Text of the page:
Cloughjordan and Jordan celebrate their links

Thursday, 11 October 2018

Cloughjordan and Jordan celebrate their links thumbnailMembers of the local clergy blessed the Jordan Stone in an unusual and symbolic ceremony in Cloughjordan on Thursday evening. The lightly-coloured stone can be seen in the picture.

Thursday evening October 4 was a special evening in Cloughjordan because a number of dignitaries arrived in the village to celebrate an ancient link, in a ceremony which was filled with positive symbolism and which focussed on extending the hand of friendship between different traditions and faiths.
One of the dignitaries was Ramsey Khoury, the Honorary Consul of Ireland in Jordan, who flew from Amman, the capital of Jordan, especially for the occasion. Mr Khoury spoke in glowing terms of the Irish people and of Irish culture. He said the Jordanian Government had sourced a stone taken from Bethany, the spot where Christ was baptised, beside the River Jordan, and he presented it to the village of Cloughjordan.
There was a large gathering at the ceremony, in spite of the very poor weather, and the symbolism and beauty of the event wasn't lost on those present.
This unusual event has its roots in a conversation between two Cloughjordan people four years ago, Seamus Costello and Gearoid O Foighil. Both men have a deep love of local history and they were both very taken with the exotic and unusual nature of part of the village's history.
It's believed that the origin name story for the village is connected with the original Anglo-Norman Manorial settlement and the then resident Knight, De Marisco, Seignior of Latteragh and Nenagh. Recorded tradition states that De Marisco went on crusade to the Holy Land and brought back with him a stone from the sacred river Jordan. It was said that he used this stone in the construction of his castle, placing it over the doorway, and it was from this that the village got its name - Cloch Shi˙rd-in - the Stone of Jordan.
De Marisco's castle no longer exists but the site was probably used by the O'Carrolls for their subsequent castle, part of which still exists in the walls of present day Cloughjordan House.
As a result of Seamus and Gearoid's conversation, the Cloughjordan Community Development Committee contacted the Jordanian authorities in the hope that this story could be marked and celebrated in some way. The Jordanian authorities responded very positively. It was obvious to everyone that given the current ideological darkness in parts of the Middle East and the negative impacts of that, here was a chance to do something good and decent; to create positive social and cultural links between peoples.
A few months ago the Jordanian Government sourced a stone from the river at žBethany Beyond the JordanÓ and posted a video of this on youtube.
In July the Minister for Foreign Affairs Simon Coveney visited Jordan as part of the process to open a new Irish Embassy in Amman and he was surprised when he unexpectedly heard Cloughjordan being referred to by Jordanian Government officials at a state banquet he attended in Amman.
The Irish Government have enjoyed a positive political relationship with the Kingdom of Jordan for many years. When RTE television was launched in 1960 the first person to address the nation was President De Valera; the guest head of state and second person to address the nation was King Hussein of Jordan.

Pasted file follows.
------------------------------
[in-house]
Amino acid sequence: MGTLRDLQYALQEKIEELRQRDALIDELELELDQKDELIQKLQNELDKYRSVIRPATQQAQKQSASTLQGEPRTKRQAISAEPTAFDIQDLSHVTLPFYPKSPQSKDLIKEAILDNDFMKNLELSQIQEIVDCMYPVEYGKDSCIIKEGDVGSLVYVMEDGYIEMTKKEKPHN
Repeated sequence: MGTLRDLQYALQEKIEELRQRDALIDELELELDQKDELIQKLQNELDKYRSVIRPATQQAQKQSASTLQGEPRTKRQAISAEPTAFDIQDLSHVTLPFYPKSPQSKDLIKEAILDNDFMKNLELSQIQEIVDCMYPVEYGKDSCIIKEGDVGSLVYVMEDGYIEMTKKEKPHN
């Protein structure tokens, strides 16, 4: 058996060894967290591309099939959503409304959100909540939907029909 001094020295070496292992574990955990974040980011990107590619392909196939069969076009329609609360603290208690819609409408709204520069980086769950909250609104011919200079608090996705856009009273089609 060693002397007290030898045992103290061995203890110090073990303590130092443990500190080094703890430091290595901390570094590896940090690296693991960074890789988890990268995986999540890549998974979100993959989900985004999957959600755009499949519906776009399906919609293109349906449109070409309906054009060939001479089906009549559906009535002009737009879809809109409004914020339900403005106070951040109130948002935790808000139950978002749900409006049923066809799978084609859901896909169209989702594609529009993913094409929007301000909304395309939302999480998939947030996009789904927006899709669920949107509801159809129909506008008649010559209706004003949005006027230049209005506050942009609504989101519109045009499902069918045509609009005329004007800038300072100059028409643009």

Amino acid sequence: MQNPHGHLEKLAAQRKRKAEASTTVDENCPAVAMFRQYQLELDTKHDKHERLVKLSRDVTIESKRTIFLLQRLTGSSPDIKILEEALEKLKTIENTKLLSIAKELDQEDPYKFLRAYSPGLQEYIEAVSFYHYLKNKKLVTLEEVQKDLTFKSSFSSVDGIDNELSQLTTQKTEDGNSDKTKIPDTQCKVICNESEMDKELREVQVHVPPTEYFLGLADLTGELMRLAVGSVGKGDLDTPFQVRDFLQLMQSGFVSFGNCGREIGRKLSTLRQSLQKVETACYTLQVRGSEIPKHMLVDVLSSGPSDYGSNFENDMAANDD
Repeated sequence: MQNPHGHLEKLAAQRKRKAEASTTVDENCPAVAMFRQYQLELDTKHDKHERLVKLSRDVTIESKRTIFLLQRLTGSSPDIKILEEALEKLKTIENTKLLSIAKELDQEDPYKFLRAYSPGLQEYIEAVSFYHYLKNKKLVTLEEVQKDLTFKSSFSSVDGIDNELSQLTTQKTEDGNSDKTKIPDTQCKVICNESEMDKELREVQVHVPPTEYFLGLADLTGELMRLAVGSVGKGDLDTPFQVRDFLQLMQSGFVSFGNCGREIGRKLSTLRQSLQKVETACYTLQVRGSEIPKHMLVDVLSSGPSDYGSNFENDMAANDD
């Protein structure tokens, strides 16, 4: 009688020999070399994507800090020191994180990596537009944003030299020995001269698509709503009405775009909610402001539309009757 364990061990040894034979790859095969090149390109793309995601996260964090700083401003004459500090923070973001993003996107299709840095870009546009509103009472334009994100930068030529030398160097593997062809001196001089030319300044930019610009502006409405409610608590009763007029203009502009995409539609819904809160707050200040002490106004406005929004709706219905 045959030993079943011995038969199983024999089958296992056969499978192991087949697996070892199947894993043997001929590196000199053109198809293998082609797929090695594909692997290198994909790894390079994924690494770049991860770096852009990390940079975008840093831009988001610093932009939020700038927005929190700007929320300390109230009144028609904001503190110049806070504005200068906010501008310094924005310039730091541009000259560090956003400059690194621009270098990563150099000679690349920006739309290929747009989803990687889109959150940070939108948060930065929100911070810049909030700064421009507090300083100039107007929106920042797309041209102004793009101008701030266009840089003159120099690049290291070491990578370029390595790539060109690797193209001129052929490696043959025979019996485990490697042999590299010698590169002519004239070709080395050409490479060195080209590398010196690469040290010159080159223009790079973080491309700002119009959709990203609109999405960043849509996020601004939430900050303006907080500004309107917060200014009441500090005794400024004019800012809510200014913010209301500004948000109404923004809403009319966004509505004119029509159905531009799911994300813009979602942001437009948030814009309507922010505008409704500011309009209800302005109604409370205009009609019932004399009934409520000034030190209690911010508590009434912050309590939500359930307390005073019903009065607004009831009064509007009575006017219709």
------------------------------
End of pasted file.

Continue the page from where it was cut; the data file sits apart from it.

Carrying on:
Another local historical connection relates to the time of the O'Carroll chieftains' reign in Cloughjordan (and surrounding region) and their liking of wine imported from the Lebanon-Jordan area.
Also present on Thursday evening was Joe Geoghan, the Honorary Consul of Jordan in Ireland. Joe and Ramsey, the two Consuls, presented the Stone of Jordan to representatives of the local churches, who were also representing the people of Cloughjordan. The three clergy were Fr Pat Greed, the recently appointed PP for Cloughjordan, the local Methodist Minister Rev Shannon De Laureal, and the local Church of Ireland Minister Terry Mitchell. They formally blessed the Bethany Stone.
Also present was His Excellency Se-n O Regan, the Ambassador of Ireland to Egypt, Jordan and Lebanon; Penelope Shahib, the CEO of a large pharmaceutical company in Jordan; Rania Khoury, Ramsey's daughter; Cllr Mattie Ryan, Chairman of Tipperary County Council, and other councillors and members of the Council executive.
After the ceremony everyone adjourned to the beautifully appointed Cloughjordan House where the welcoming hosts were Peter and Sarah Baker. The two Consuls presented to the audience in Cloughjordan house a talk about the connections between Ireland and Jordan. Music and dancing followed. The Frank McGrath North Tipperary senior hurling Final Cup was also present, and everyone was obviously very proud of it, and there was a short hurling skills display.
Speaking to the Tribune, Seamus Costello said it is CCDC's intention to place the sacred stone in a public place, probably at the entrance to the Ecovillage on Main Street. They are seeking suggestions from local artists as to how it could be displayed. žWe would like it to be appropriately lit, perhaps placed on a plinth, and for seating to be provided. Not everyone visits a museum so we thought a public place would be better. Our idea is to create a peaceful place with a sense of the stone's sacred quality and its symbolic quality."


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